Northwestern sits atop the Big Ten West standings at 5-1, with No. 16 Iowa and Purdue each trying desperately to stay in the race after losses last week.

The Hawkeyes (6-2, 3-2 Big Ten) fell victim to their own mistakes and ineffectiveness on offense in a 30-24 loss to Penn State. Quarterback Nate Stanley was totally out of sync, completing just 19 of 49 passes, throwing costly interceptions and badly missing open receivers.

“Obviously, you would have like to have played better, but you can’t do anything about it now,” Stanley said Tuesday. “I’m trying to move on to Purdue.”

Iowa plays Saturday at Purdue, which last week fell 23-13 to Michigan State, ending a four-game winning streak. The Boilermakers (4-4, 3-2) opened the season with a 31-27 loss to Northwestern, so they would need plenty of help to win the division.

Iowa is in better shape because it can still take of Northwestern itself, getting the Wildcats at home on Nov. 10 before finishing with two very winnable games — at Illinois and vs. Nebraska.

“Wasting time on that (big picture) stuff, it’s great for the fans and the media,” Iowa coach Kirk Ferentz said. “But it’s not really productive for players and coaches to focus on that. Because it’s going to change anyway.”

The short-term focus might be on Stanley’s right thumb. He banged the thumb against a teammate’s helmet in the second half of last week’s game, and it was taped for the final series. When he met with the media on Tuesday, he kept his right hand in his sweatshirt pocket, leading to speculation that he might not be able to play this week.

“I’m just going with the flow,” Stanley said.

Asked whether he’ll play Saturday, Stanley said, “That’s the goal. That’s all I’m going to say about it.”

Iowa coach Kirk Ferentz later said Stanley threw the ball well at Tuesday’s practice and is good to go this week.

Purdue upset Ohio State 49-20 two weeks ago and has some dangerous playmakers on offense, although quarterback David Blough, like Stanley for Iowa, struggled last week. Blough was intercepted three times, and the coaching staff planned to spend extra time this week having Blough practice under pressure with a hand in his face so he can be ready for what he will see Saturday.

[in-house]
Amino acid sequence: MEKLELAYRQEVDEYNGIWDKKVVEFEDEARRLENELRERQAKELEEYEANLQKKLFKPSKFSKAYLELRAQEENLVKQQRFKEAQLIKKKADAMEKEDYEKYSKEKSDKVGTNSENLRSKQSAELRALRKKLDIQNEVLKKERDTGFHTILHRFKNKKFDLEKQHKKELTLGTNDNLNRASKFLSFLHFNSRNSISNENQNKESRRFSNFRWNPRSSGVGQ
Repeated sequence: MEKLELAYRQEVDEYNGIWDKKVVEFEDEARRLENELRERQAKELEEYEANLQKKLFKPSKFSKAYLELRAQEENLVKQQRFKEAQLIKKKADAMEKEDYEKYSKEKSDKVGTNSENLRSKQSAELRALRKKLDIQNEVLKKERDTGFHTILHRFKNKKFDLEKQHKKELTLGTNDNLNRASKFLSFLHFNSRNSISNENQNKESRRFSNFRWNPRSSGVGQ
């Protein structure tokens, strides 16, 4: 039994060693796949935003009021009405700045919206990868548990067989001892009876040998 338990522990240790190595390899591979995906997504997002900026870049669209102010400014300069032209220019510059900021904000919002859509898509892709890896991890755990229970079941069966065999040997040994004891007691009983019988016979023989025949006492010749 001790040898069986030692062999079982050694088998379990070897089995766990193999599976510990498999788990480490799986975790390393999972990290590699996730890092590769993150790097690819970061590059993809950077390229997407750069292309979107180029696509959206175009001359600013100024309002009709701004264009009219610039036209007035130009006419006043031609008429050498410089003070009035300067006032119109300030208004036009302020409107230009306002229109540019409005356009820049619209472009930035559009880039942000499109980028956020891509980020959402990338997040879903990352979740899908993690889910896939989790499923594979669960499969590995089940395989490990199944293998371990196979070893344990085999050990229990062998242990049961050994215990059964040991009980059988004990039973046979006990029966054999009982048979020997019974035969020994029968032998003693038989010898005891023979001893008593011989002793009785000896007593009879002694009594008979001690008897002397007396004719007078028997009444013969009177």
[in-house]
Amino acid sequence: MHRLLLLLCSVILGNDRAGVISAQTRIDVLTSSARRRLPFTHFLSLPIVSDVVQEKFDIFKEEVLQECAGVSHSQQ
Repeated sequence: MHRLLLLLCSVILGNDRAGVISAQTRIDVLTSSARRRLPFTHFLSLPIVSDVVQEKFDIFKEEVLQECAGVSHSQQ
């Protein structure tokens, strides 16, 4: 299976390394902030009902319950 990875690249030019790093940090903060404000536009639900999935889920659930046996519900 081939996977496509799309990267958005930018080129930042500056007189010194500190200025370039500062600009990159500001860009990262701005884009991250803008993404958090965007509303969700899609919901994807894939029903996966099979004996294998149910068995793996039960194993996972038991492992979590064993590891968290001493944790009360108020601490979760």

“They are similar to Michigan State,” coach Jeff Brohm said of Iowa’s defense, which shut out Maryland two weeks ago and also held Northern Illinois and Iowa State to single-digit points early in the season.

“It’s a Big Ten defense and they are very physical up front. They come off the ball. They knock you back. They get to the pass rusher. They have a ton of sacks this year, and it’s not by blitzing. They create pressure with four guys and they create push, and that’s what we had a hard time with last week. We’re going to have to work hard to improve upon that this week.”

Purdue had a tough time running the ball against Michigan State, abandoning it early. Iowa is fourth nationally in rush defense, allowing 84.4 yards per game.

“We are going to have to find a way to create some big plays, hopefully get a lead and maybe take them out of their game,” Brohm said.

Purdue will work hard to get the ball to freshman wide receiver Rondale Moore. He had 11 catches against the Spartans but totaled just 74 yards receiving, with his longest gain going for 18 yards. Iowa may try a similar approach of allowing him to get his catches but making sure someone is always in front to keep him from turning those receptions into big plays.

The speedy Moore is second nationally with 179.86 all-purpose yards per game; his 8.5 catches per game leads the Big Ten and he’s second in receiving yards at 110.3 per game. He is one of 20 semfinalists for the Maxwell Award, which goes to the most outstanding player in college football.

Ferentz is 149-99 at Iowa. One more victory will make him the fifth coach to win 150 games as a member of the Big Ten Conference. The others are Woody Hayes (202 wins), Amos Alonzo Stagg (199), Bo Schembechler (194) and Joe Paterno (162).